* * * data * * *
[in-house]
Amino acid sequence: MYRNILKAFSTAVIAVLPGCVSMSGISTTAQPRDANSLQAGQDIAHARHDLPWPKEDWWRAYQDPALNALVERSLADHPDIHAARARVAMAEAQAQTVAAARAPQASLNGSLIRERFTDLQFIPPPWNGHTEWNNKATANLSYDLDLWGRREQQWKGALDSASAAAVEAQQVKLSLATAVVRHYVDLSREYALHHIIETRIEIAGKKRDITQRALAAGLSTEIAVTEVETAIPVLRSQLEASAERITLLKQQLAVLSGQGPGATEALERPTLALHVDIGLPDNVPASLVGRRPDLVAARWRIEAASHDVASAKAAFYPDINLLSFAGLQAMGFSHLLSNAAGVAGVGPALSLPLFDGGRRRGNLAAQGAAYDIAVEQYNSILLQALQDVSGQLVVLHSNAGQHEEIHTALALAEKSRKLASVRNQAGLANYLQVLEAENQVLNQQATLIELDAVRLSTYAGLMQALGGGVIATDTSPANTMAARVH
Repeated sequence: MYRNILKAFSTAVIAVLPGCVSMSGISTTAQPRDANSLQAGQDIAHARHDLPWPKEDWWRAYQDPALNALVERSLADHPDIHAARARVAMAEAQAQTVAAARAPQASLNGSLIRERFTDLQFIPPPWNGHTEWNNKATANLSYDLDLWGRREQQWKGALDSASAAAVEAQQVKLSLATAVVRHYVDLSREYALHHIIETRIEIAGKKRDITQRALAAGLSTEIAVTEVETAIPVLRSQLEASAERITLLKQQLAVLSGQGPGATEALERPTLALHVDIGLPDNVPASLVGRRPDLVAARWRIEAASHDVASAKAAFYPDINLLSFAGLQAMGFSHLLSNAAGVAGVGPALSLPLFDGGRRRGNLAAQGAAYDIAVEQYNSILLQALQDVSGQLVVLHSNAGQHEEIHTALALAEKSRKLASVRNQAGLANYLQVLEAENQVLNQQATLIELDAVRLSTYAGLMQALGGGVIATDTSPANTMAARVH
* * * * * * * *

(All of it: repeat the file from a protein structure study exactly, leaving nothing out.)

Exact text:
[in-house]
Amino acid sequence: MYRNILKAFSTAVIAVLPGCVSMSGISTTAQPRDANSLQAGQDIAHARHDLPWPKEDWWRAYQDPALNALVERSLADHPDIHAARARVAMAEAQAQTVAAARAPQASLNGSLIRERFTDLQFIPPPWNGHTEWNNKATANLSYDLDLWGRREQQWKGALDSASAAAVEAQQVKLSLATAVVRHYVDLSREYALHHIIETRIEIAGKKRDITQRALAAGLSTEIAVTEVETAIPVLRSQLEASAERITLLKQQLAVLSGQGPGATEALERPTLALHVDIGLPDNVPASLVGRRPDLVAARWRIEAASHDVASAKAAFYPDINLLSFAGLQAMGFSHLLSNAAGVAGVGPALSLPLFDGGRRRGNLAAQGAAYDIAVEQYNSILLQALQDVSGQLVVLHSNAGQHEEIHTALALAEKSRKLASVRNQAGLANYLQVLEAENQVLNQQATLIELDAVRLSTYAGLMQALGGGVIATDTSPANTMAARVH
Repeated sequence: MYRNILKAFSTAVIAVLPGCVSMSGISTTAQPRDANSLQAGQDIAHARHDLPWPKEDWWRAYQDPALNALVERSLADHPDIHAARARVAMAEAQAQTVAAARAPQASLNGSLIRERFTDLQFIPPPWNGHTEWNNKATANLSYDLDLWGRREQQWKGALDSASAAAVEAQQVKLSLATAVVRHYVDLSREYALHHIIETRIEIAGKKRDITQRALAAGLSTEIAVTEVETAIPVLRSQLEASAERITLLKQQLAVLSGQGPGATEALERPTLALHVDIGLPDNVPASLVGRRPDLVAARWRIEAASHDVASAKAAFYPDINLLSFAGLQAMGFSHLLSNAAGVAGVGPALSLPLFDGGRRRGNLAAQGAAYDIAVEQYNSILLQALQDVSGQLVVLHSNAGQHEEIHTALALAEKSRKLASVRNQAGLANYLQVLEAENQVLNQQATLIELDAVRLSTYAGLMQALGGGVIATDTSPANTMAARVH